Hartford, Connecticut, January 19, 2018 – Trinity College Associate Professor of International Studies Janet L. Bauer has received a Fulbright Global Scholar grant—an award designed to support multicountry, transregional projects—for her research project on The Social Geographies of Islam in Diaspora: Race, Gender, Generation, and Place. With this $25,690 Fulbright award, Bauer is engaged throughout the 2017-18 academic year in research at sites in Canada, Germany, and Trinidad and Tobago.

Bauer’s area of specialization is the ethnography of mobility and gender in Islamic societies, a focus that began when she was a graduate student at Stanford University, where she earned both her M.A. (1976) and Ph.D. (1981) in anthropology. During the past 25 years, she has continued to address questions about Muslim women in diaspora through her longitudinal research, following the same populations over several generations in different Muslim-minority societies. This includes ongoing collaborative research with her Trinity students working among refugee groups in the metro Hartford area.

“The Fulbright research represents the culmination of my work on Muslim diasporas in which I am focusing on women’s activism and their engagement—or nonengagement—with Islamic heritage,” said Bauer. “My goal is to increase our understanding of how immigrants—in this case, Muslim women and youth—use both local and global ties to successfully negotiate places of belonging for themselves and their communities. Using a comparative approach has allowed me to contrast the role of different contexts—of multiculturalism, of specific places, and of immigrant histories—in shaping this process.”

Bauer, a Trinity faculty member since 1984, completed the first segment of her Fulbright project during fall 2017, conducting research in Trinidad and Tobago, hosted by the Institute for Gender and Development Studies at The University of the West Indies. Beginning in February 2018, she will be based for three months at the Institute on Globalization & the Human Condition at McMaster University in Hamilton, Ontario. Then, from May to July, she will be in Germany, where her host institution will be the Max Planck Institute for the Study of Religious and Ethnic Diversity in Göttingen.

“Each of these sites provides a unique set of circumstances for better understanding the challenges faced by Muslim women in Muslim-minority contexts,” Bauer said. “This includes anxieties that can arise within Muslim communities because of ethno-cultural differences in religious traditions or generational differences, as well as pushback from non-Muslims.

“Across the globe, Muslims are confronting an onslaught of negative stereotypes and a fear of Islam,” said Bauer. “It’s important to avoid generalizing about Muslims, especially Muslim women, and to remember that most of our Muslim neighbors are an integral part of our communities, leading productive lives.”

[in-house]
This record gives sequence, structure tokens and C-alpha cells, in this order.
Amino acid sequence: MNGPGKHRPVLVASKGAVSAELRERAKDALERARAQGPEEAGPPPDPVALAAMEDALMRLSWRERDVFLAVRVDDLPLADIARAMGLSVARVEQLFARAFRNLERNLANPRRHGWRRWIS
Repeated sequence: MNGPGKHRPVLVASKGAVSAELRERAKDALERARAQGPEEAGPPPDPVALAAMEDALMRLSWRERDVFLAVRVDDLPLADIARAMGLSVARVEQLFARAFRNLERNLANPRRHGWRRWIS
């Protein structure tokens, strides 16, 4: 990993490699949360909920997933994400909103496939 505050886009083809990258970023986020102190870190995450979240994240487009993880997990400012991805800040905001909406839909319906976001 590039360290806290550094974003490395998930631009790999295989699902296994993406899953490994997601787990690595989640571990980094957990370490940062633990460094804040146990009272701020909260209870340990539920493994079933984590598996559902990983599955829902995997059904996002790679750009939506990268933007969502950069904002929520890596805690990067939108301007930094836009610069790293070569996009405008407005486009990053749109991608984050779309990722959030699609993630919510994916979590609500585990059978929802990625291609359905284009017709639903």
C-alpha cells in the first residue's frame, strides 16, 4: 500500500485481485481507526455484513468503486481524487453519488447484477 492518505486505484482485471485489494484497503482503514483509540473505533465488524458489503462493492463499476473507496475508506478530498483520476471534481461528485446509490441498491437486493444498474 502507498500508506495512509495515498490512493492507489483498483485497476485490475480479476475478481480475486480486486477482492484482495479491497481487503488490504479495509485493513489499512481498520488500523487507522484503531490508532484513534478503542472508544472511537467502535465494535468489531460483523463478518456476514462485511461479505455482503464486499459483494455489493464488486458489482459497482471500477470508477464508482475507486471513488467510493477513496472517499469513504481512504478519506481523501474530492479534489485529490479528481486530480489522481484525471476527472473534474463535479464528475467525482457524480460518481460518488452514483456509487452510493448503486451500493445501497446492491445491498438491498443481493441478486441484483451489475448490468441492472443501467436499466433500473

Bauer’s current Fulbright project builds upon her prior research projects, which include: “The Americanization of Muslim Refugees in a Majority-Minority City: Understanding Black-Latino-Refugee Relationships in Hartford;” “Race, Gender, and Community in Muslim Trinidad;” and “Iranian Women and the Politics of Exile.” Her current research, she noted, will further inform her work with Trinity students and with Muslim communities in Hartford and elsewhere around the world. She plans to produce a book-length monograph on gender and race in Muslim diasporas following her return to Hartford from Germany.

Bauer’s courses at Trinity include “Modern Iran,” “Hartford Global Migration Lab,” “Immigrants and Refugees: Strangers in Strange Lands,” and “Youth Culture in the Muslim World.”

Since 2014, Bauer has served as a commissioner on the City of Hartford’s Commission for Refugee and Immigrant Affairs. She is a moderator for the “Honest Conversations with Your Muslim Neighbors” program of the Connecticut Council for Interreligious Understanding. She also is active with local organizations supporting immigrants in Hartford, including the Asylum Hill Neighborhood Association Welcoming Committee, the South Marshall Interfaith Coalition, and Hartford Public Library’s Immigrant Advisory Group.

The Fulbright Program is the flagship international educational exchange program sponsored by the U.S. government and is designed to increase mutual understanding between the people of the United States and the people of other countries. The Fulbright Program is funded through an annual appropriation made by the U.S. Congress to the U.S. Department of State. Participating governments and host institutions, corporations, and foundations around the world also provide direct and indirect support to the program, which operates in more than 160 countries worldwide.

Written by Kathy Andrews
Photo by Nick Caito